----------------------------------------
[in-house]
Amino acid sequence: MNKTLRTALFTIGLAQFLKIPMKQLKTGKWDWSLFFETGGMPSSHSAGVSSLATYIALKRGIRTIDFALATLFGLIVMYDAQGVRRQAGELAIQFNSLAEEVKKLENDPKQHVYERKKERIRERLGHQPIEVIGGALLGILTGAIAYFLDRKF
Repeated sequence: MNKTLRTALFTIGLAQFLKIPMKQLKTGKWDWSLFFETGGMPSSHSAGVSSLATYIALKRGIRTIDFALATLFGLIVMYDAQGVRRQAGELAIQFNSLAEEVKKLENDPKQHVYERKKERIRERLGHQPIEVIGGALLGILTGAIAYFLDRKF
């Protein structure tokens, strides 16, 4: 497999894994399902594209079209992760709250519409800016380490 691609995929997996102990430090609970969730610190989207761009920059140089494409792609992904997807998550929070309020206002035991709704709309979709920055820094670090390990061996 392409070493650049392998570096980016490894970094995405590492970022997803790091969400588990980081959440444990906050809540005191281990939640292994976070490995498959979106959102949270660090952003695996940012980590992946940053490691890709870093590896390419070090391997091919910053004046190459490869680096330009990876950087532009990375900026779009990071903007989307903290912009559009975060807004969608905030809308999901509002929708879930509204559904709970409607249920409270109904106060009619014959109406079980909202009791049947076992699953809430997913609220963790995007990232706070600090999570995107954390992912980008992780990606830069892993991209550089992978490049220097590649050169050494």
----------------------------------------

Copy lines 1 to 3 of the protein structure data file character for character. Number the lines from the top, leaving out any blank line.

[in-house]
Amino acid sequence: MNKTLRTALFTIGLAQFLKIPMKQLKTGKWDWSLFFETGGMPSSHSAGVSSLATYIALKRGIRTIDFALATLFGLIVMYDAQGVRRQAGELAIQFNSLAEEVKKLENDPKQHVYERKKERIRERLGHQPIEVIGGALLGILTGAIAYFLDRKF
Repeated sequence: MNKTLRTALFTIGLAQFLKIPMKQLKTGKWDWSLFFETGGMPSSHSAGVSSLATYIALKRGIRTIDFALATLFGLIVMYDAQGVRRQAGELAIQFNSLAEEVKKLENDPKQHVYERKKERIRERLGHQPIEVIGGALLGILTGAIAYFLDRKF